Meant to add that, with the Maloof finish, a sealer is not necessary at all, and probably best to not use one with that particular method.
Both methods take the same application technique and take about the same time.
With the oil/poly, some future maintenance may be necessary, IOW, repeat final oil/poly/wax coat using that old saw" "Once a week for a month, once a month for a year, once a year thereafter." ... although I don't usually bother unless it is really dry and in direct sunlight.
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The Maloof finish is very nice. I might add that there are locally available, but less effective alternatives. There are a variety of wiping varnishes available from a lot of home and hardware stores. They are very easy to apply and with some light rubbing, provide a nice finish.
While many here do not support Min Wax products, I have had good luck with their wipe-on-poly. I have used it on a lot of hardwood rocking horse projects and usually top with a coat of wax. The horses take some use and abuse but a light coat of wax, ever year or two, brings the appearance back.
RonB
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That old saw is for BLO alone, not that farkin' poly chit. When're you going to try a _real_ finish, Swingy? http://www.waterlox.com /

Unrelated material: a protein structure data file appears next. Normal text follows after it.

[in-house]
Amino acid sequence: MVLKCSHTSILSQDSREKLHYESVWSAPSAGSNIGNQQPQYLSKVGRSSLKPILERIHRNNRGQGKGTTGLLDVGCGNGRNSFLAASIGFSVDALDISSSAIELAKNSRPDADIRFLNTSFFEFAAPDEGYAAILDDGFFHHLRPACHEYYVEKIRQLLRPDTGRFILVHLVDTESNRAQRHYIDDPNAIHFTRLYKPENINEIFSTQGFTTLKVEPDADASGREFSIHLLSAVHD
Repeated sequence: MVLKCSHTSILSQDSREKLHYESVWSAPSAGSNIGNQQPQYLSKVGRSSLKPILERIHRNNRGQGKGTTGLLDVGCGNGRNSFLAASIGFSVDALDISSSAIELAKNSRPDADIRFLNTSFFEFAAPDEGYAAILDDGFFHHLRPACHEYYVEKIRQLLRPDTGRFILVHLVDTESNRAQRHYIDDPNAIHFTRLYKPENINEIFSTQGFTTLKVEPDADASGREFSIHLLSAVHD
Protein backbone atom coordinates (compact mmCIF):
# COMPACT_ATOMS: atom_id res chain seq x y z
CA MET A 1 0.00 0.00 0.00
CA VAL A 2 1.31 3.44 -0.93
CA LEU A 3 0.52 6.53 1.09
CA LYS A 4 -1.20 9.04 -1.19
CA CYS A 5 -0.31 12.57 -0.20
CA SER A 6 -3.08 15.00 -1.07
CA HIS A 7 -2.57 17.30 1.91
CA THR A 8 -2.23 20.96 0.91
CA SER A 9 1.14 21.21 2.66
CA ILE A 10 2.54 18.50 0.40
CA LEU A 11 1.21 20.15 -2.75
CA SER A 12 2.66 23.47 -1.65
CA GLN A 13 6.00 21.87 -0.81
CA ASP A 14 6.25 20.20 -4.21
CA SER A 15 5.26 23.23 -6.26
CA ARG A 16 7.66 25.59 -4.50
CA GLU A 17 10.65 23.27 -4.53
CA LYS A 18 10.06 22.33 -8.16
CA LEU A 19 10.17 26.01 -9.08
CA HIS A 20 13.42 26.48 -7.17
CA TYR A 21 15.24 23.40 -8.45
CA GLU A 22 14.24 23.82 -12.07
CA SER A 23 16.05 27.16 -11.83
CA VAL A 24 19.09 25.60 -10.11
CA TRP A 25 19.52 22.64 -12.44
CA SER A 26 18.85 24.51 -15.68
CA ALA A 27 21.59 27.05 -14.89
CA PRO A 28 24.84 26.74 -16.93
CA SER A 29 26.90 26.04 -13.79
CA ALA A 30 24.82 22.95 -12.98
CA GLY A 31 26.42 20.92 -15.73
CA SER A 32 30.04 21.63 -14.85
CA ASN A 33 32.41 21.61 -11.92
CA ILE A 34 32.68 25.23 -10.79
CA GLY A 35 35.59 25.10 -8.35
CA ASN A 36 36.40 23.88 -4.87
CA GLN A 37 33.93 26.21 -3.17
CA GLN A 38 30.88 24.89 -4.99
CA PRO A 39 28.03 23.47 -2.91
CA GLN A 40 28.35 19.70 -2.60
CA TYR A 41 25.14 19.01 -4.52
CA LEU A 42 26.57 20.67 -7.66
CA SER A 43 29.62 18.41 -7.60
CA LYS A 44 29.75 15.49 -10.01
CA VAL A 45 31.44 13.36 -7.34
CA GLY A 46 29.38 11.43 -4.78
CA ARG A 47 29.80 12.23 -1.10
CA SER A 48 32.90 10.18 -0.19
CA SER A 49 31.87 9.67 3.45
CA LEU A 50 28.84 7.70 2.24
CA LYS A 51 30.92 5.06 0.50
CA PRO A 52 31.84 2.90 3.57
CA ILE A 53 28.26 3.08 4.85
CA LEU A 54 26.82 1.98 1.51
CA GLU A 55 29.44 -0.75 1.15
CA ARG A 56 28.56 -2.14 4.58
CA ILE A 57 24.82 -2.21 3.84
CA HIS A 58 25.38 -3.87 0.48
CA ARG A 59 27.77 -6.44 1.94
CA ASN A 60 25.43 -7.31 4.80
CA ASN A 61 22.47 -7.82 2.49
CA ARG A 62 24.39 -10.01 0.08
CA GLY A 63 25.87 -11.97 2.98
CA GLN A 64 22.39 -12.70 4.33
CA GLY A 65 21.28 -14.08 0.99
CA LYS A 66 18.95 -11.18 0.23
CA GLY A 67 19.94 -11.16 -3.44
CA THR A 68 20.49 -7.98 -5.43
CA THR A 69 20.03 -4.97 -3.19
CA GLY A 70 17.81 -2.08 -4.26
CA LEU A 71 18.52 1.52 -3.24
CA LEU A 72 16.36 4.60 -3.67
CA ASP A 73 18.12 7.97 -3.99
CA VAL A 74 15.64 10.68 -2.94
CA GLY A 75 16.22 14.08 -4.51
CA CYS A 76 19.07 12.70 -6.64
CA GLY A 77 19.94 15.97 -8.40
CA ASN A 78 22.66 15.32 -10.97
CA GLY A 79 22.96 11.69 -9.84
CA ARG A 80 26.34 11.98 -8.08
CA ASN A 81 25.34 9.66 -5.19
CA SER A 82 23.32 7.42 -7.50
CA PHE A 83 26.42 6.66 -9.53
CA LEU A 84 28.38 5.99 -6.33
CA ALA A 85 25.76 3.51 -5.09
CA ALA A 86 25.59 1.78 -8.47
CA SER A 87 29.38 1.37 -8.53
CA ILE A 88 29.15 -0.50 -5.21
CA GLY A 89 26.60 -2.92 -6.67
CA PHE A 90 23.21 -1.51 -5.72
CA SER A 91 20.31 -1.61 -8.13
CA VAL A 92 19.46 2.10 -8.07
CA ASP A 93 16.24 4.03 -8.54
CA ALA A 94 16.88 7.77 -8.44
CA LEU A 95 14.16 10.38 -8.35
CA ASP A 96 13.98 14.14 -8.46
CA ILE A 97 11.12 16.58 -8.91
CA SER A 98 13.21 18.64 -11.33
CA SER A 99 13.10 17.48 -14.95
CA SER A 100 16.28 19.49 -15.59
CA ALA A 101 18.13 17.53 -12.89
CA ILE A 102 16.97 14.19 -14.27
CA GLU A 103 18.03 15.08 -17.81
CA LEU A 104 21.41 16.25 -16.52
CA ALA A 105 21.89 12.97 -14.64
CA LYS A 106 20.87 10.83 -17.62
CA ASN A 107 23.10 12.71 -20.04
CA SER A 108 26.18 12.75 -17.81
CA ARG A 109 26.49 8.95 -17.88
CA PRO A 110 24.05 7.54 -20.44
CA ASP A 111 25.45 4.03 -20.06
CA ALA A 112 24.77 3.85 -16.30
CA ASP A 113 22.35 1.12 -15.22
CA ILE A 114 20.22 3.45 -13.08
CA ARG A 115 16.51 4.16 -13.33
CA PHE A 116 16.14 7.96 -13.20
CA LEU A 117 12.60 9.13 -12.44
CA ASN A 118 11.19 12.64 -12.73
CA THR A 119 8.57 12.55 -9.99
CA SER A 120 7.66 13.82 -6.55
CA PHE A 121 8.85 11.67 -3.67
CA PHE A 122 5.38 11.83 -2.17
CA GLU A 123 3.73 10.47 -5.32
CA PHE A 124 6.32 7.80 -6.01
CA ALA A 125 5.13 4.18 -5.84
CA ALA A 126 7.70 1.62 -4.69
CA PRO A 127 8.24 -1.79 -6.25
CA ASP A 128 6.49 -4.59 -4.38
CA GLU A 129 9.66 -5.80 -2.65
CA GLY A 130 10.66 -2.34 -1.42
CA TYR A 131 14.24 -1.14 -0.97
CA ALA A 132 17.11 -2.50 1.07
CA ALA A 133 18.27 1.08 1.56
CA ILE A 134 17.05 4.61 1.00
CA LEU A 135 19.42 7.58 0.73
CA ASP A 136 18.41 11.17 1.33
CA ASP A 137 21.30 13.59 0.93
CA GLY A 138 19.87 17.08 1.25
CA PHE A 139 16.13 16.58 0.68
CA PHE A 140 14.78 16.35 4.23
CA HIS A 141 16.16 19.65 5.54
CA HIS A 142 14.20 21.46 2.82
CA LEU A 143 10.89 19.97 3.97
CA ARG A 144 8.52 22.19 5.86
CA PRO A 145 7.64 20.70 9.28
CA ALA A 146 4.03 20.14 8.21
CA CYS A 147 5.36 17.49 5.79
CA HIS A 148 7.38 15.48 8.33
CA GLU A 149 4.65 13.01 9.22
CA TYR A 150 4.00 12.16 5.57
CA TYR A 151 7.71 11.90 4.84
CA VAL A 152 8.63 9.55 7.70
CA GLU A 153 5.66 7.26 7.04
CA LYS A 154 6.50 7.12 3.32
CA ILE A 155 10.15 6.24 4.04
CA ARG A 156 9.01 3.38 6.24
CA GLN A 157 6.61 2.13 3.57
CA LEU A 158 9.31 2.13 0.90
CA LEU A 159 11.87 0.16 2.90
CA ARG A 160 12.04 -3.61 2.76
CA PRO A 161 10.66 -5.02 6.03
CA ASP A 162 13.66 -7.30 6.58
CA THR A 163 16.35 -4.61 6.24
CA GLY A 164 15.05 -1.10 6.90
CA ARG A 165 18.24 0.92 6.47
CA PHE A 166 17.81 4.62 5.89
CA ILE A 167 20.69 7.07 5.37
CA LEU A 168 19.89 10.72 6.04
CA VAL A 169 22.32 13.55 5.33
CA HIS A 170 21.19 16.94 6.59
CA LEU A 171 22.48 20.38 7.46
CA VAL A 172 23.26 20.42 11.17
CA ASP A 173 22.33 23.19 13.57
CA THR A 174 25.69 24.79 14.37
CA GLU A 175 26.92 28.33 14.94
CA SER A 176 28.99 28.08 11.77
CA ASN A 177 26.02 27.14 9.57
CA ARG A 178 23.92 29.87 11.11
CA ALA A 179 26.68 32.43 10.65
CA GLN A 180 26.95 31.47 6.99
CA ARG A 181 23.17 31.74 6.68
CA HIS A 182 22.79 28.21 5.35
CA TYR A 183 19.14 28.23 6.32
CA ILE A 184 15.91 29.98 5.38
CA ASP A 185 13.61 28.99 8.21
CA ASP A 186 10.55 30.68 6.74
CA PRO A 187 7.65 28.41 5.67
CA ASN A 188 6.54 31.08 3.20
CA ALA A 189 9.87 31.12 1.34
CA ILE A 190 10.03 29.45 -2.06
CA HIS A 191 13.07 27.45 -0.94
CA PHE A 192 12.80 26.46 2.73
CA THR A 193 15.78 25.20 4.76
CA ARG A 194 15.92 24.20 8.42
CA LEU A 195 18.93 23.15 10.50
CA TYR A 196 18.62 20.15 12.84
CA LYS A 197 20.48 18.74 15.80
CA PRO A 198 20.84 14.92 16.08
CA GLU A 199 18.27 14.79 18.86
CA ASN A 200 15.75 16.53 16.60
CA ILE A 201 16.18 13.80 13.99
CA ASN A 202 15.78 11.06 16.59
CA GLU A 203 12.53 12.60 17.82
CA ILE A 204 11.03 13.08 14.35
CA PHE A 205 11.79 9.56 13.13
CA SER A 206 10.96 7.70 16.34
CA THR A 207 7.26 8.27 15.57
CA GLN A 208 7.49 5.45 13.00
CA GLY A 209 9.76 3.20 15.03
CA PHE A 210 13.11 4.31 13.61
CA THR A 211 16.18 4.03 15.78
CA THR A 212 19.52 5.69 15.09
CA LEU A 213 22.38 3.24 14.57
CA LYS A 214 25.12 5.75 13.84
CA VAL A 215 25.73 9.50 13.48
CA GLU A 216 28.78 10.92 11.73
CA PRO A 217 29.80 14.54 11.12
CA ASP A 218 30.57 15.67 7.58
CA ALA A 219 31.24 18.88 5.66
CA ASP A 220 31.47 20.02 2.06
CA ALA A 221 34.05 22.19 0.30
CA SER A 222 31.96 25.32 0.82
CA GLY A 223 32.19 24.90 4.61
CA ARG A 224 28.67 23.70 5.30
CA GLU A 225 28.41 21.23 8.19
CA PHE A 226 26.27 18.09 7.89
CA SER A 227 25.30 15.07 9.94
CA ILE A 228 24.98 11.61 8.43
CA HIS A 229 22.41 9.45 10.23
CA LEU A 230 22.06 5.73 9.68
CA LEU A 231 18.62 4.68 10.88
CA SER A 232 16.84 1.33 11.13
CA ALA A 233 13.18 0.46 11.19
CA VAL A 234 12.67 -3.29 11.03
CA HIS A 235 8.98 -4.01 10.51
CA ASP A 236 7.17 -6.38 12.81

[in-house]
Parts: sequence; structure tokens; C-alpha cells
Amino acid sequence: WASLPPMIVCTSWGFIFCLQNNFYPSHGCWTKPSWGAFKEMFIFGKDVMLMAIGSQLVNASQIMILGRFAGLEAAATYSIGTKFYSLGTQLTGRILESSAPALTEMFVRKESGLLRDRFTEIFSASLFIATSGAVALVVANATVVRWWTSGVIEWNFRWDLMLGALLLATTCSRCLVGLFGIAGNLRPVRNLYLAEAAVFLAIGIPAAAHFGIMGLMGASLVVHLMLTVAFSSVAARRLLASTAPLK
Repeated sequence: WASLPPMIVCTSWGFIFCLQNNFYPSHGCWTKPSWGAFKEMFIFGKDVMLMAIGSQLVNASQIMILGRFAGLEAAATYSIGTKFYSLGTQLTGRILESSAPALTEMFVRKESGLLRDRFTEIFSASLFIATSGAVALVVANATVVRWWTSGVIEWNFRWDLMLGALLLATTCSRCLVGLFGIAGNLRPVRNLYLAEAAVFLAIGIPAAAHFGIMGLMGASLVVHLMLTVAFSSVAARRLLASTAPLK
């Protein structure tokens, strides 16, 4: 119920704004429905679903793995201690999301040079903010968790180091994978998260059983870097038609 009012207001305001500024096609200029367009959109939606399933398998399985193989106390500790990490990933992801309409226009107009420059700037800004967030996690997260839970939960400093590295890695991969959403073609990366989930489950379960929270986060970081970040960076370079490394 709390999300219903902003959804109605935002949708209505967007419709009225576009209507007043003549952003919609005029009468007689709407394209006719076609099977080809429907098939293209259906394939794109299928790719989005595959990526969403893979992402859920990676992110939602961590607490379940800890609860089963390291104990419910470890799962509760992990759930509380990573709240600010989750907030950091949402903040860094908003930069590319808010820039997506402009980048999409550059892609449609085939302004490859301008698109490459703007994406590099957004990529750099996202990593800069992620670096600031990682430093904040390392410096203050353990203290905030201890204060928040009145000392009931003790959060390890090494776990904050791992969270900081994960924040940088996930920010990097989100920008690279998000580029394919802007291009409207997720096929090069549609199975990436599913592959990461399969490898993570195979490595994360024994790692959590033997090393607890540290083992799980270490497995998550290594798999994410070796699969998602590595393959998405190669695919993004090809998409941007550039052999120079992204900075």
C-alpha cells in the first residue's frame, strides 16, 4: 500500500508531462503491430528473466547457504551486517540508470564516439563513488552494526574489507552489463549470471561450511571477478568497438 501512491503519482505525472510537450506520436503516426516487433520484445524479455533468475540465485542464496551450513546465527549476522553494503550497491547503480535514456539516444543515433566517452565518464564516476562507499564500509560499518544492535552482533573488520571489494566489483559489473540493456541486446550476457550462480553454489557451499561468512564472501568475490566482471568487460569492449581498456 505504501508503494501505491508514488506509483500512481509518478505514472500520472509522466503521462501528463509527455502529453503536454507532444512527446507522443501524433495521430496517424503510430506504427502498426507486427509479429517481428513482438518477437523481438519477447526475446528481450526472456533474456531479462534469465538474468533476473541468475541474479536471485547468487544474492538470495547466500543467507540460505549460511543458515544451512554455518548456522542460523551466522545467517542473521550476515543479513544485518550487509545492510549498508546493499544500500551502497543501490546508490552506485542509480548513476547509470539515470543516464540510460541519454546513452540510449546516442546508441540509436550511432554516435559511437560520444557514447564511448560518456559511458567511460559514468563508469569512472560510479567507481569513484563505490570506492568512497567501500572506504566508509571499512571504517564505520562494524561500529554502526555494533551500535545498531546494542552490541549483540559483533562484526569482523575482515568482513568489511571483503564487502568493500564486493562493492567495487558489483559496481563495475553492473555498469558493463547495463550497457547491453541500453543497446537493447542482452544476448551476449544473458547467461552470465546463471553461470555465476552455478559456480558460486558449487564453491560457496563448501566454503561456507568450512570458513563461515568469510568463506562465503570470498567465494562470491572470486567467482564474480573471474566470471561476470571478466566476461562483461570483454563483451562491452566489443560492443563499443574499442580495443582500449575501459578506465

-- Live in the sunshine, swim the sea, drink the wild air -- Ralph Waldo Emerson
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On 7/27/2011 9:08 AM, Larry Jaques wrote:

Although I've used Waterlox in the past, C-Less, anyone who takes a look at the cherry hope chest today would not venture to add that Waterlox would have done a better job, trust me on that. :)
As for the "old saw" meant for BLO only, it works for the oil/poly/wax coat as well, guaranteed.
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Do you de-wax first, each time? Or is there a solvent in the mix?
-- Live in the sunshine, swim the sea, drink the wild air -- Ralph Waldo Emerson
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On 7/27/2011 11:45 AM, Larry Jaques wrote:

Sorry, I misspoke (but I'm not going to resign my seat in deficit financing practice) ... the final, and any subsequent, coats are an oil/wax, and forego the poly.
And I knew that ... go figure.
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The penalty is one Festool sent to me. Got my address? I believe the bestest starter tool would be a 55 or 75, OK?
-- Win first, Fight later.
--martial principle of the Samurai
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On Wed, 27 Jul 2011 13:46:54 -0700, Larry Jaques

I'd send you my TS55, but I returned it for an HL50-e. Sorry.
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OK. The 75 will have to do, then. I already have a nice hand electric planer. http://goo.gl/X7UVA as well as a stable of Knight and Satanley planes.
-- Win first, Fight later.
--martial principle of the Samurai
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That'd be guwahrahnteed. n'est pas?